First, you wander around in the woods until some tree seems to get your attention. It looks right. It feels right. There might be a mossy place at the base where you can sit and lean against the trunk. Then, you close your eyes and talk to God. Out loud or quietly, it doesn't matter. What you say is your business. Just picture God there with you and that's all that matters. You stay there until you've said what you need to say and until you've heard what you need to hear. You feel the tree trunk at your back, the moss under your fingertips. You might look up into the canopy of the trees and you ignore where anyone else is sitting and what they're saying. You pray and then you listen. That's it. That's the whole thing.

The youth group was also in charge of getting the Christmas tree for the sanctuary at Advent. My dad's humanity came through when he required that everyone have fun when he'd arranged the fun. Sometimes that took effort. Yet, buying that Christmas tree for the church was fun. After hiking in the freezing wind for what seemed like a million miles, my dad and a kid or two would argue and finally agree on the best and biggest tree in the whole farm. Then, he'd start up his chainsaw and drop it. By then all of us were cold and probably gloveless, but we dragged that heavy tree back to the truck where my dad propped it up like an arrow over the cab and trussed it to within an inch of its needles. Back at the church, most of us would drink hot chocolate and eat cookies while my dad and a few of the bigger kids tried to keep our magnificent tree upright in a stand that was too small for it. Sometimes, my dad would have to fire up the chainsaw again and reshape the trunk of the tree to fit. The trees always seemed to want to lean in one direction and my dad, always prepared, would rig invisible guy wires to hold them in place. By then, most of us would be standing around, trying to peel sap off our hands and jackets. That was futile until my dad set himself onto this new problem. My family was probably the only one in the whole church that came equipped with solvent to get that sap off. If I get cancer, you can blame my dad.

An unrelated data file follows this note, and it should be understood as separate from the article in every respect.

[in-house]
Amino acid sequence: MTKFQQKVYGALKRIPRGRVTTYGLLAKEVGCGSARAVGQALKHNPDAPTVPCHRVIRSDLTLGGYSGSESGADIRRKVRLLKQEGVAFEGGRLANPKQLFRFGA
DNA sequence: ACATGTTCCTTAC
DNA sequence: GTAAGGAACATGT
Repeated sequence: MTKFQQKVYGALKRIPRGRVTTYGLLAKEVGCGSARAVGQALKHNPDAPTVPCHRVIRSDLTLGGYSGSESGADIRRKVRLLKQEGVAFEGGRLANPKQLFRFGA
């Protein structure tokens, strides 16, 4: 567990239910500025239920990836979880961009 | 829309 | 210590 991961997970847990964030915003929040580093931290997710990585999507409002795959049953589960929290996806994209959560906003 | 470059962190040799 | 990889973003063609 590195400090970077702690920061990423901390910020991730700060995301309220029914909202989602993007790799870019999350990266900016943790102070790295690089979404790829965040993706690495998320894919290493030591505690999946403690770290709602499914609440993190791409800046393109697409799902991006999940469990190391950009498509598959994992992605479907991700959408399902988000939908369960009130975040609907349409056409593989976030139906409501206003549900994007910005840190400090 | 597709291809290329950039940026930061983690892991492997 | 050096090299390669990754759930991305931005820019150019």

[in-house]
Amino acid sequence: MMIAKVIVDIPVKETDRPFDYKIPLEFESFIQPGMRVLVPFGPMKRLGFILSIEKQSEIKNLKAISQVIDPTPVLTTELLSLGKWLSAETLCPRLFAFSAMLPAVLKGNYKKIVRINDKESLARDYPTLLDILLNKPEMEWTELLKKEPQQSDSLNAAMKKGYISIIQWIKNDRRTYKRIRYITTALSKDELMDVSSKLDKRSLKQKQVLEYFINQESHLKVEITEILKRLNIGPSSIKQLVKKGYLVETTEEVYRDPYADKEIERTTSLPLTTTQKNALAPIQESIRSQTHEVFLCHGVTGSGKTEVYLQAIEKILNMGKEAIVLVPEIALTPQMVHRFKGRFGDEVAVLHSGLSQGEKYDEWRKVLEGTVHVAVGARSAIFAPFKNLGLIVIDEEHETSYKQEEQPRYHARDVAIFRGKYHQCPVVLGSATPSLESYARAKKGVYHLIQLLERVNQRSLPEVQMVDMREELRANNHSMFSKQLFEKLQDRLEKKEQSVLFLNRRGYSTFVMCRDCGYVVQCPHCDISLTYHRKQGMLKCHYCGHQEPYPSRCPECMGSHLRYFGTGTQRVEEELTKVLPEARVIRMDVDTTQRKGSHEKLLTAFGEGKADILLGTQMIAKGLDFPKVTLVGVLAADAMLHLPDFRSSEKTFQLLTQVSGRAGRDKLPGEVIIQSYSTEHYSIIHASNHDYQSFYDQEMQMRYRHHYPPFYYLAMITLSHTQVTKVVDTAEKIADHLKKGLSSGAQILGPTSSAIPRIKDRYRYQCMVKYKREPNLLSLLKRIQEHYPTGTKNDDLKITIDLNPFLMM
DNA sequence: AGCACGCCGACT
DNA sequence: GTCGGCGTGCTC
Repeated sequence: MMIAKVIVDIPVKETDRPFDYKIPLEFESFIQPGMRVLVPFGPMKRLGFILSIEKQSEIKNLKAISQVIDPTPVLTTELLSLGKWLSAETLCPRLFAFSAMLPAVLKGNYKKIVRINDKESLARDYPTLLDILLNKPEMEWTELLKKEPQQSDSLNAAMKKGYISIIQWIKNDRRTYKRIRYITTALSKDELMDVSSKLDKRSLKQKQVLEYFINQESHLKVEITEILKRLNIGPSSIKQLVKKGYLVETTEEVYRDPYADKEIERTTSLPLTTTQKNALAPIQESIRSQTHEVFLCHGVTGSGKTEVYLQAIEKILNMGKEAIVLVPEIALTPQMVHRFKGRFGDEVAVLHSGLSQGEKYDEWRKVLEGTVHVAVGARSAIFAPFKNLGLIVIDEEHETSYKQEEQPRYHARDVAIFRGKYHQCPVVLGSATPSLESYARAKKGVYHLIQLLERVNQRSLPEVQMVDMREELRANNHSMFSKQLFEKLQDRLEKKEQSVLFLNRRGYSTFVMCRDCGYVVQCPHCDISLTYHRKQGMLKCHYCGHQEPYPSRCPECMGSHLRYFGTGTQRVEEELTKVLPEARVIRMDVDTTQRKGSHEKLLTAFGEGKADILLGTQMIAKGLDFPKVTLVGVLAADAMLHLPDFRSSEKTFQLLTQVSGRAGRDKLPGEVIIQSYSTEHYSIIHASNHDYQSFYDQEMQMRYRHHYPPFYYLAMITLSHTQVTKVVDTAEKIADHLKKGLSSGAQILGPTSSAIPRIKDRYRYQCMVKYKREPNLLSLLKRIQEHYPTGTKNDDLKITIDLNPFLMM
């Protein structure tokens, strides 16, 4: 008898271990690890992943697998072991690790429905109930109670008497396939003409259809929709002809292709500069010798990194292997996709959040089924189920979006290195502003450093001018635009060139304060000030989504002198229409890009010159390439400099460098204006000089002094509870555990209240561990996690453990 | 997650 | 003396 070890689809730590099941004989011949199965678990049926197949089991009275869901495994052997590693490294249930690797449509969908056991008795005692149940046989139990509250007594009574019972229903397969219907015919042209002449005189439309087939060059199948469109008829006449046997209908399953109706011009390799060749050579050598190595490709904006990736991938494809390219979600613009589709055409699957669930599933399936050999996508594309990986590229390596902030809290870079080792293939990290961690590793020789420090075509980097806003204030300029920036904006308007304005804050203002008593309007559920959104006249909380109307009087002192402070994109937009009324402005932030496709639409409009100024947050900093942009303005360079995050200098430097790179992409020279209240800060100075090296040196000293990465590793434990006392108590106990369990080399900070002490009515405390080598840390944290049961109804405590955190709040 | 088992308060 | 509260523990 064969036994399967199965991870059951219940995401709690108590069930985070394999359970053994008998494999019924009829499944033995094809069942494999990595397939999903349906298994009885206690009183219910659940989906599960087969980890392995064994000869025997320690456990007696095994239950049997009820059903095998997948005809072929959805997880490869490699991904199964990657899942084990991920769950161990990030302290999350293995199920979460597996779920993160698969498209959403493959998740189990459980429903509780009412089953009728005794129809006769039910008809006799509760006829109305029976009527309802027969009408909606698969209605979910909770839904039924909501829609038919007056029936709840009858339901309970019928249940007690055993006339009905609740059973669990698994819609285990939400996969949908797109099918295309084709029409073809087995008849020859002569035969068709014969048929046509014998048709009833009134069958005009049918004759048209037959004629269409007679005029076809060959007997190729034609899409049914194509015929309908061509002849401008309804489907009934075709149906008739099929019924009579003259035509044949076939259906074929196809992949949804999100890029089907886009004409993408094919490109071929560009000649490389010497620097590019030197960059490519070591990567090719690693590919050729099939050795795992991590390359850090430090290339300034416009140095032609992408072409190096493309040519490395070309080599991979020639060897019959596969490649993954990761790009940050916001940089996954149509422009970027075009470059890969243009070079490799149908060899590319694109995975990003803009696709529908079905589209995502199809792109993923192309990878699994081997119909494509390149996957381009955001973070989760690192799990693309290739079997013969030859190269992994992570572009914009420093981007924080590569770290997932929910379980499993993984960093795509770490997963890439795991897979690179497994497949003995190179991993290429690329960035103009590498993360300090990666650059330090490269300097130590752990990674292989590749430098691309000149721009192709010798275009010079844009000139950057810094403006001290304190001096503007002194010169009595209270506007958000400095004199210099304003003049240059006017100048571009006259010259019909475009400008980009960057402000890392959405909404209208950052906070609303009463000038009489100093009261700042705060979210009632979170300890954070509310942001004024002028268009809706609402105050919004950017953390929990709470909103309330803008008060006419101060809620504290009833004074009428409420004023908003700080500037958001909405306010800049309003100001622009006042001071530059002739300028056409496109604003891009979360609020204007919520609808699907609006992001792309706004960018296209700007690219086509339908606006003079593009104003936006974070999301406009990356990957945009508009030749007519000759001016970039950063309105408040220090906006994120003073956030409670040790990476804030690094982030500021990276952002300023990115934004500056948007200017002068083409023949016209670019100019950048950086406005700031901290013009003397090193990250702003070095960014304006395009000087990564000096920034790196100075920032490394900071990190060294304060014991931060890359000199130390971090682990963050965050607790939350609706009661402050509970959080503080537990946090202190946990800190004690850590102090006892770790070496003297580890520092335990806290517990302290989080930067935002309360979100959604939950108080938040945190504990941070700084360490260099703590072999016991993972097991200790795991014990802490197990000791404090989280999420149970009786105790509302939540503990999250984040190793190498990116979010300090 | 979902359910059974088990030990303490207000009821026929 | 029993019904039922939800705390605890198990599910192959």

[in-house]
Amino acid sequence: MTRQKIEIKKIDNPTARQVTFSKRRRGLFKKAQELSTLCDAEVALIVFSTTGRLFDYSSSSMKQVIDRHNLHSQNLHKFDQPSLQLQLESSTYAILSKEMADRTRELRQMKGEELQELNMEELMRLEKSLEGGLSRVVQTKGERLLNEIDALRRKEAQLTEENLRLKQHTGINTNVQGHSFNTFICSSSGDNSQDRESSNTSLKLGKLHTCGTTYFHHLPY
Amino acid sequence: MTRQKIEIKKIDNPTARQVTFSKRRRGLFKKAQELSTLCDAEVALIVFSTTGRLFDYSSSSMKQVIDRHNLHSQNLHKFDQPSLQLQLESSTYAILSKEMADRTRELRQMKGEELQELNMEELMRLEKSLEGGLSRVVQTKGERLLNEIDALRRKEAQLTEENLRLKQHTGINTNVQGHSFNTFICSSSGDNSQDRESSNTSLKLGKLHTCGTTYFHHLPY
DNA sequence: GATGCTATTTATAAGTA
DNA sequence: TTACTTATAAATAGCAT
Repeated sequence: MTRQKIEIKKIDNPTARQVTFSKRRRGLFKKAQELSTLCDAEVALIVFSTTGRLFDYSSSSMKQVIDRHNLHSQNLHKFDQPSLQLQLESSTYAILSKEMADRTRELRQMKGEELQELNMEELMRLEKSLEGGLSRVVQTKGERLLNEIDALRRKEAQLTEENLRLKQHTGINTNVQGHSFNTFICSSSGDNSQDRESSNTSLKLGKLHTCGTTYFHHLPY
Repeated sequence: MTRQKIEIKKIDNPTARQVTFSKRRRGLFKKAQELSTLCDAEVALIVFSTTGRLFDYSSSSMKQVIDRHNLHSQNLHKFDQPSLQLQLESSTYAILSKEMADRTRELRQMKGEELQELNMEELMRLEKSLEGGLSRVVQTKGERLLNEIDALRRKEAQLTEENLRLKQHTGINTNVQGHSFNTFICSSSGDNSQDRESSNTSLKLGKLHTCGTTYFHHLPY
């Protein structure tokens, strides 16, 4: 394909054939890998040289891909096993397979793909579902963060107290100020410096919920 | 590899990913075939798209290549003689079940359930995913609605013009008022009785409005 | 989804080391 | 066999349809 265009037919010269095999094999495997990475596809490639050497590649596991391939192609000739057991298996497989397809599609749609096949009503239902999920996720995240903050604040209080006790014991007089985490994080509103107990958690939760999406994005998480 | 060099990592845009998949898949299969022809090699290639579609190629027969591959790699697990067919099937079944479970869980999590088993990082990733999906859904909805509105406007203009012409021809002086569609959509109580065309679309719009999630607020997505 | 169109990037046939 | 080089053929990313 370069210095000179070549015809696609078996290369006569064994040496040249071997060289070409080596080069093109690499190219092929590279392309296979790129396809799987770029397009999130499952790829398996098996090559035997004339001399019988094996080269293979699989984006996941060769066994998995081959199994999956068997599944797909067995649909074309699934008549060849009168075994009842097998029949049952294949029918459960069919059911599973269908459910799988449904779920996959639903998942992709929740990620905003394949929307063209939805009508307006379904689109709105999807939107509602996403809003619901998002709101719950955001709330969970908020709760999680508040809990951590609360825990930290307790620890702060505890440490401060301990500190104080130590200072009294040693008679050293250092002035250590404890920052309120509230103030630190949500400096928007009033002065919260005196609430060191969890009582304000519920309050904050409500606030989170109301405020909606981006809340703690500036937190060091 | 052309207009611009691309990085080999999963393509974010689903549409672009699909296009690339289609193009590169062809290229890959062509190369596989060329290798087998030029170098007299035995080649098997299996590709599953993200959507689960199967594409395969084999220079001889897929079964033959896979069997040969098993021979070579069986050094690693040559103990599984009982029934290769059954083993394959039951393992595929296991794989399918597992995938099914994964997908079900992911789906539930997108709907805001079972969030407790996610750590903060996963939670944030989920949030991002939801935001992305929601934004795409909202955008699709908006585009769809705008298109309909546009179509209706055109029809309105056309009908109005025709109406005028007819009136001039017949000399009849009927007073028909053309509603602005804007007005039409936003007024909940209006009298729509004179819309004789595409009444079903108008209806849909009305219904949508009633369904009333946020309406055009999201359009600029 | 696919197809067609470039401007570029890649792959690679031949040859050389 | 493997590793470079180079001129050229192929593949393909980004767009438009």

When my dad got sick with cancer, all that ended, but he still tried to go to work. Sometimes, one of the guys from his carpool had to bring him home in the middle of the day, but he always tried to go in the next day. We still went to church too, but now we sat in the back row for a quick exit if he was too nauseated to stay and also so that the 'putt-putt-putt' of his colostomy wouldn't offend anyone. Still, we went. Church and work were all that remained.

When I was twelve, when my dad had lost eighty pounds and was in constant pain from the chemotherapy, church really clicked into place for me, not just when we were outside and quietly listening for God in the trees. It was in his last days, when I slowly and agonizingly lost my dad, that I found that church and the people in it held a deeper meaning than I could have ever seen before. I could never completely let go of that lesson no matter how far afield I roamed after that.